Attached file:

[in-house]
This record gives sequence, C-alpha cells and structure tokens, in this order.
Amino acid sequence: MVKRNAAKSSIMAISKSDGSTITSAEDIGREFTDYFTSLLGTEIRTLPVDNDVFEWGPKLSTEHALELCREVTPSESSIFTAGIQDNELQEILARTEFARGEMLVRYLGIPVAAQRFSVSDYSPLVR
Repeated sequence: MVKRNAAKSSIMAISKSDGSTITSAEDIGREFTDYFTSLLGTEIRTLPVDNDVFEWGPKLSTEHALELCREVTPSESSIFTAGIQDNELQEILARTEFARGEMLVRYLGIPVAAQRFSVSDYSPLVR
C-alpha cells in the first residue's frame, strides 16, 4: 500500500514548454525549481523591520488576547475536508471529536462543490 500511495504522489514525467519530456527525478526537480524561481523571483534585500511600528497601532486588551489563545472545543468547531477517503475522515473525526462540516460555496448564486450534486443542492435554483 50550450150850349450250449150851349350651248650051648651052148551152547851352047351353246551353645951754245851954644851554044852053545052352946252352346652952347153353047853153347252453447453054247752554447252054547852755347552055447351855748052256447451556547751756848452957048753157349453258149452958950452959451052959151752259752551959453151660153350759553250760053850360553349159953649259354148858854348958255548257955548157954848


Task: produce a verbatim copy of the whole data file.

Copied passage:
[in-house]
This record gives sequence, C-alpha cells and structure tokens, in this order.
Amino acid sequence: MVKRNAAKSSIMAISKSDGSTITSAEDIGREFTDYFTSLLGTEIRTLPVDNDVFEWGPKLSTEHALELCREVTPSESSIFTAGIQDNELQEILARTEFARGEMLVRYLGIPVAAQRFSVSDYSPLVR
Repeated sequence: MVKRNAAKSSIMAISKSDGSTITSAEDIGREFTDYFTSLLGTEIRTLPVDNDVFEWGPKLSTEHALELCREVTPSESSIFTAGIQDNELQEILARTEFARGEMLVRYLGIPVAAQRFSVSDYSPLVR
C-alpha cells in the first residue's frame, strides 16, 4: 500500500514548454525549481523591520488576547475536508471529536462543490 500511495504522489514525467519530456527525478526537480524561481523571483534585500511600528497601532486588551489563545472545543468547531477517503475522515473525526462540516460555496448564486450534486443542492435554483 50550450150850349450250449150851349350651248650051648651052148551152547851352047351353246551353645951754245851954644851554044852053545052352946252352346652952347153353047853153347252453447453054247752554447252054547852755347552055447351855748052256447451556547751756848452957048753157349453258149452958950452959451052959151752259752551959453151660153350759553250760053850360553349159953649259354148858854348958255548257955548157954848